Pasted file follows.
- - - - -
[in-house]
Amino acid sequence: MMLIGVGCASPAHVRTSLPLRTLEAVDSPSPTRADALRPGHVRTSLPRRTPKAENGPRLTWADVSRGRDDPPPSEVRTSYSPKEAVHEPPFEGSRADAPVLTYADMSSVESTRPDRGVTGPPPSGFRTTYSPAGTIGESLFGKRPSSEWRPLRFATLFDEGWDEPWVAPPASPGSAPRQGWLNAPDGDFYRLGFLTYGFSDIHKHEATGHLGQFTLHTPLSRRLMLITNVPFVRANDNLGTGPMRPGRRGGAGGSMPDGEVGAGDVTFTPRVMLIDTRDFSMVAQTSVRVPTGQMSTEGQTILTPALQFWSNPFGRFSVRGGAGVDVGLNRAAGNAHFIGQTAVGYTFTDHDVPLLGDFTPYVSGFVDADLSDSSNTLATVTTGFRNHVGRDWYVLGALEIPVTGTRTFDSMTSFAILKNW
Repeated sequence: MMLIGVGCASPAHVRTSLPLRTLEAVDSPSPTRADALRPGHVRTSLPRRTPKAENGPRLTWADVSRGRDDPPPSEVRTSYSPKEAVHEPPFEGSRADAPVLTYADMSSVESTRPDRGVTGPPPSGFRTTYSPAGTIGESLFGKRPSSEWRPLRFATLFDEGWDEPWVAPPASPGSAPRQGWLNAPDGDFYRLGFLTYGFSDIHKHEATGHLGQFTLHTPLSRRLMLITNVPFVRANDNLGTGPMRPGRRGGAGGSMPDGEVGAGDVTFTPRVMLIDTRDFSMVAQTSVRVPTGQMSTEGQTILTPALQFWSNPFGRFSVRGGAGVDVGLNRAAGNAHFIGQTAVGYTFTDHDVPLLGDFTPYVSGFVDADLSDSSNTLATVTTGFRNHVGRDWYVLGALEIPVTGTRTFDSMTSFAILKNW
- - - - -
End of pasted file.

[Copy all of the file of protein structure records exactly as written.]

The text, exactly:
[in-house]
Amino acid sequence: MMLIGVGCASPAHVRTSLPLRTLEAVDSPSPTRADALRPGHVRTSLPRRTPKAENGPRLTWADVSRGRDDPPPSEVRTSYSPKEAVHEPPFEGSRADAPVLTYADMSSVESTRPDRGVTGPPPSGFRTTYSPAGTIGESLFGKRPSSEWRPLRFATLFDEGWDEPWVAPPASPGSAPRQGWLNAPDGDFYRLGFLTYGFSDIHKHEATGHLGQFTLHTPLSRRLMLITNVPFVRANDNLGTGPMRPGRRGGAGGSMPDGEVGAGDVTFTPRVMLIDTRDFSMVAQTSVRVPTGQMSTEGQTILTPALQFWSNPFGRFSVRGGAGVDVGLNRAAGNAHFIGQTAVGYTFTDHDVPLLGDFTPYVSGFVDADLSDSSNTLATVTTGFRNHVGRDWYVLGALEIPVTGTRTFDSMTSFAILKNW
Repeated sequence: MMLIGVGCASPAHVRTSLPLRTLEAVDSPSPTRADALRPGHVRTSLPRRTPKAENGPRLTWADVSRGRDDPPPSEVRTSYSPKEAVHEPPFEGSRADAPVLTYADMSSVESTRPDRGVTGPPPSGFRTTYSPAGTIGESLFGKRPSSEWRPLRFATLFDEGWDEPWVAPPASPGSAPRQGWLNAPDGDFYRLGFLTYGFSDIHKHEATGHLGQFTLHTPLSRRLMLITNVPFVRANDNLGTGPMRPGRRGGAGGSMPDGEVGAGDVTFTPRVMLIDTRDFSMVAQTSVRVPTGQMSTEGQTILTPALQFWSNPFGRFSVRGGAGVDVGLNRAAGNAHFIGQTAVGYTFTDHDVPLLGDFTPYVSGFVDADLSDSSNTLATVTTGFRNHVGRDWYVLGALEIPVTGTRTFDSMTSFAILKNW